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Fifty Shades Darker: Book Two of the Fifty Shades Trilogyby E. L. James
He’s come back. Mommy’s asleep or she’s sick again.
I hide and curl up small under the table in the kitchen. Through my fingers I can see Mommy. She is asleep on the couch. Her hand is on the sticky green rug, and he’s wearing his big boots with the shiny buckle and standing over Mommy shouting.
He hits Mommy with a belt. Get up! Get up! You are one fucked-up bitch. You are one fucked-up bitch. You are one fucked-up bitch. You are one fucked-up bitch. You are one fucked-up bitch. You are one fucked-up bitch.
Mommy makes a sobbing noise. Stop. Please stop. Mommy doesn’t scream. Mommy curls up small.
I have my fingers in my ears, and I close my eyes. The sound stops.
He turns and I can see his boots as he stomps into the kitchen. He still has the belt. He is trying to find me.
He stoops down and grins. He smells nasty. Of cigarettes and drink. There you are, you little shit.
A chilling wail wakes him. Christ! He’s drenched in sweat and his heart is pounding. What the fuck? He sits bolt upright in bed and puts his head in hands. Fuck. They’re back. The noise was me. He takes a deep steadying breath, trying to rid his mind and nostrils of the smell of cheap bourbon and stale Camel cigarettes.
I have survived Day Three Post-Christian, and my first day at work. It has been a welcome distraction. The time has flown by in a haze of new faces, work to do, and Mr. Jack Hyde. Mr. Jack Hyde . . . he smiles down at me, his blue eyes twinkling, as he leans against my desk.
“Excellent work, Ana. I think we’re going to make a great
Somehow, I manage to curl my lips upward in a semblance of a smile.
“I’ll be off, if that’s okay with you,” I murmur.
“Of course, it’s five thirty. I’ll see you tomorrow.”
“Good night, Jack.”
“Good night, Ana.”
Collecting my bag, I shrug on my jacket and head for the door.
Out in the early evening air of Seattle, I take a deep breath. It doesn’t begin to fill the void in my chest, a void that’s been present since Saturday morning, a painful hollow reminder of my loss. I walk toward the bus stop with my head down, staring at my feet and contemplating being without my beloved Wanda, my old Beetle . . . or the Audi.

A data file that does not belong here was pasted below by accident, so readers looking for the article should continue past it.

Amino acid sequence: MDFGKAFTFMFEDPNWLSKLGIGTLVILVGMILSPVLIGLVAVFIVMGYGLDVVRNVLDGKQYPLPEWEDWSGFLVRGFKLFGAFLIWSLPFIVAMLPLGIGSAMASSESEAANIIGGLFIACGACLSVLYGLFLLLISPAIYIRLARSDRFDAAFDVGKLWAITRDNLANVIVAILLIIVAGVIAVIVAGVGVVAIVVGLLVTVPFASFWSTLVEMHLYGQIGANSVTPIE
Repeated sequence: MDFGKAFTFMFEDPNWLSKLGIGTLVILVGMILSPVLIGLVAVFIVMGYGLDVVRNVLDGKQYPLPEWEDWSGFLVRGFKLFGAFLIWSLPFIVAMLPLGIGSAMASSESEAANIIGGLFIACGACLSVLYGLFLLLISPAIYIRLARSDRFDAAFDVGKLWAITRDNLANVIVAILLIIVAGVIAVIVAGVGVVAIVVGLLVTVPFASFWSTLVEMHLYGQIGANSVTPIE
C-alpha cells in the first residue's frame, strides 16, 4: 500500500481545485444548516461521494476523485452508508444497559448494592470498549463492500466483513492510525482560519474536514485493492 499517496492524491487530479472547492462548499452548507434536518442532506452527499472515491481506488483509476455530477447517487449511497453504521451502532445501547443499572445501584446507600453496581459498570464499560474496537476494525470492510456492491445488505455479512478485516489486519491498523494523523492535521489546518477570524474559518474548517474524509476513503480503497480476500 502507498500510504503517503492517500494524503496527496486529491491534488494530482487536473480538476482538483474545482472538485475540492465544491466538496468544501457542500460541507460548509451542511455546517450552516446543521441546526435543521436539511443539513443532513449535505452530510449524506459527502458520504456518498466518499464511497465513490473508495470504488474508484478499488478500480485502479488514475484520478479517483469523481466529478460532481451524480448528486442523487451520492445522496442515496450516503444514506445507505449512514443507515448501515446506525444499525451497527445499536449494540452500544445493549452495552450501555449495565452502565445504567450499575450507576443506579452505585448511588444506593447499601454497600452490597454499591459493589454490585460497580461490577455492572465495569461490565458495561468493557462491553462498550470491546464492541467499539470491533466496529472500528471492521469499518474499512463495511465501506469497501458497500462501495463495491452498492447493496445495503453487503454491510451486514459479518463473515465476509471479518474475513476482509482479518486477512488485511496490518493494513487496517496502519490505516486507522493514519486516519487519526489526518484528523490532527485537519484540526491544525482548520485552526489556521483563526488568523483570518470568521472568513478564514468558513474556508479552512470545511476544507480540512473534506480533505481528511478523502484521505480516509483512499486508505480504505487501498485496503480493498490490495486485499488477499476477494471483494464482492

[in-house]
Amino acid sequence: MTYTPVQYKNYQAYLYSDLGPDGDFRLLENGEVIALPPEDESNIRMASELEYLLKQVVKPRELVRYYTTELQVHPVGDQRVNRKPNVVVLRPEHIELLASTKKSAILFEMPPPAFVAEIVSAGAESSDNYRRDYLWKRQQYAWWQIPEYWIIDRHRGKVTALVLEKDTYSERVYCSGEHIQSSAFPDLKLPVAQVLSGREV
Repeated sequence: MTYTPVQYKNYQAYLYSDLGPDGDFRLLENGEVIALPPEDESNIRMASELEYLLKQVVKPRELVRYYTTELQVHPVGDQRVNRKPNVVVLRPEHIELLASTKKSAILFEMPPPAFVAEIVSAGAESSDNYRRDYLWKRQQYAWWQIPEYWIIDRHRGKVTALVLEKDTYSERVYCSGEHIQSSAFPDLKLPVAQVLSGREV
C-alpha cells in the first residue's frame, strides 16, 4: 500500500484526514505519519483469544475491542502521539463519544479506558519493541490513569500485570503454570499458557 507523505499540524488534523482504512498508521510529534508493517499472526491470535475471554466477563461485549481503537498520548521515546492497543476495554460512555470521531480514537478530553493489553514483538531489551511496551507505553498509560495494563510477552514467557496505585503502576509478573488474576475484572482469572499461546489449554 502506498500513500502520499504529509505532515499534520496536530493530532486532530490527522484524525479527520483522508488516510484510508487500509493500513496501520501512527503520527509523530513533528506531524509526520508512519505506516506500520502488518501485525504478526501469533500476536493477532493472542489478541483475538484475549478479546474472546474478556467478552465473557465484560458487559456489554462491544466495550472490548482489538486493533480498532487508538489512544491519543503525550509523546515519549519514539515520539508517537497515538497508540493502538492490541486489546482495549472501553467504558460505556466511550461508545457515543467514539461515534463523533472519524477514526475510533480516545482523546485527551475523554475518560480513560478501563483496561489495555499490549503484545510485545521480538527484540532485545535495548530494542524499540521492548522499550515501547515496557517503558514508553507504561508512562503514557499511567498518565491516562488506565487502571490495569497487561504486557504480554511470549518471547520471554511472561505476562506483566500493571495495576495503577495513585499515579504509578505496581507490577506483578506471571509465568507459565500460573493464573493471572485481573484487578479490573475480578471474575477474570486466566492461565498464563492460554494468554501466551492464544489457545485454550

I shut the door on that thought immediately. No. Don’t think about him. Of course, I can afford a car—a nice, new car. I suspect he has been overgenerous in his payment, and the thought leaves a bitter taste in my mouth, but I dismiss it and try to keep my mind as numb and as blank as possible. I can’t think about him. I don’t want to start crying again—not out on the street.
The apartment is empty. I miss Kate, and I imagine her lying on a beach in Barbados sipping a cool cocktail. I turn on the flat-screen television so there’s noise to fill the vacuum and provide some semblance of company, but I don’t listen or watch. I sit and stare blankly at the brick wall. I am numb. I feel nothing but the pain. How long must I endure this?
The door buzzer startles me from my anguish, and my heart skips a beat. Who could that be? I press the intercom.
“Delivery for Ms. Steele.” A bored, disembodied voice answers, and disappointment crashes through me. I listlessly make my way downstairs and find a young man noisily chewing gum, holding a large cardboard box, and leaning against the front door. I sign for the package and take it upstairs. The box is huge and surprisingly light. Inside are two dozen long-stemmed, white roses and a card.
Congratulations on your first day at work.
I hope it went well.
And thank you for the glider. That was very thoughtful.
It has pride of place on my desk.
I stare at the typed card, the hollow in my chest expanding. No doubt, his assistant sent this. Christian probably had very little to do with it. It’s too painful to think about. I examine the roses—they are beautiful, and I can’t bring myself to throw them in the trash. Dutifully, I make my way into the kitchen to hunt down a vase.
And so a pattern develops: wake, work, cry, sleep. Well, try to sleep. I can’t even escape him in my dreams. Gray burning eyes, his lost look, his hair burnished and bright all haunt me. And the music . . . so much music—I cannot bear to hear any music. I am careful to avoid it at all costs. Even the jingles in commercials make me shudder.
I have spoken to no one, not even my mother or Ray. I don’t have the capacity for idle talk now. No, I want none of it. I have become my own island state. A ravaged, war-torn land where nothing grows and the horizons are bleak. Yes, that’s me. I can interact impersonally at work, but that’s it. If I talk to Mom, I know I will break even further—and I have nothing left to break.
I am finding it difficult to eat. By lunchtime on Wednesday, I manage a cup of yogurt, and it’s the first thing I’ve eaten since Friday. I am surviving on a newfound tolerance for lattes and Diet Coke. It’s the caffeine that keeps me going, but it’s making me anxious.
Jack has started to hover over me, irritating me, asking me personal questions. What does he want? I’m polite, but I need to keep him at arm’s length.
I sit and begin trawling through a pile of correspondence addressed to him, and I’m pleased with the distraction of menial work. My e-mail pings, and I quickly check to see who it’s from.
Holy shit. An e-mail from Christian. Oh no, not here . . . not at work.
From: Christian Grey
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